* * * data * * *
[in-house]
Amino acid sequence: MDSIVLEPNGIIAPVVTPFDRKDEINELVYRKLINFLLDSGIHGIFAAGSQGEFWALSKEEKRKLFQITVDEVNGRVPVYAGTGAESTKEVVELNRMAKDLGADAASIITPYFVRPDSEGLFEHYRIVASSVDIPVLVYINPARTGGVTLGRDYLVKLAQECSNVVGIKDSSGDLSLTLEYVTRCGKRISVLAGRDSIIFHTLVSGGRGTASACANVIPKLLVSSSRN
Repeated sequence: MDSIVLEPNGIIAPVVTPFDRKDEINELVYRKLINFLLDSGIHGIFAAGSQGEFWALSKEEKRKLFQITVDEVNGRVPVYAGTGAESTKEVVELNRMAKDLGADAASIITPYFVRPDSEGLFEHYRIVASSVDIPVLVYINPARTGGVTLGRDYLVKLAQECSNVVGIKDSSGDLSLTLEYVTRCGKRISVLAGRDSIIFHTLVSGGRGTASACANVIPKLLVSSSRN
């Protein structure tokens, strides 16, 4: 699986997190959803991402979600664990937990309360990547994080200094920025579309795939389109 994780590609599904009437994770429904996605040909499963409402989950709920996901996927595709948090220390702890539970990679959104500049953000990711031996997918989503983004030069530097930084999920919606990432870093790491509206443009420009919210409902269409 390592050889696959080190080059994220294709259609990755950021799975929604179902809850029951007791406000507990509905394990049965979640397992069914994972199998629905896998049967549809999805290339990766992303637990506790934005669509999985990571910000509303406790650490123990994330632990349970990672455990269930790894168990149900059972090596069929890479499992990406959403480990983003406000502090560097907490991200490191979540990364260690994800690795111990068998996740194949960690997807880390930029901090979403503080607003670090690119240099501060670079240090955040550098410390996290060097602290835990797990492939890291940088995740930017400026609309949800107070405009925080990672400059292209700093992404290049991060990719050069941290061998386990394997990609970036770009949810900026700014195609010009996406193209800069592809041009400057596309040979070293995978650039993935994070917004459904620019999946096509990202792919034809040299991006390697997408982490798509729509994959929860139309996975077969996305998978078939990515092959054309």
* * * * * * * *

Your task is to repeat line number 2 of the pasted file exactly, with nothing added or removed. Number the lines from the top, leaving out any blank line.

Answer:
Amino acid sequence: MDSIVLEPNGIIAPVVTPFDRKDEINELVYRKLINFLLDSGIHGIFAAGSQGEFWALSKEEKRKLFQITVDEVNGRVPVYAGTGAESTKEVVELNRMAKDLGADAASIITPYFVRPDSEGLFEHYRIVASSVDIPVLVYINPARTGGVTLGRDYLVKLAQECSNVVGIKDSSGDLSLTLEYVTRCGKRISVLAGRDSIIFHTLVSGGRGTASACANVIPKLLVSSSRN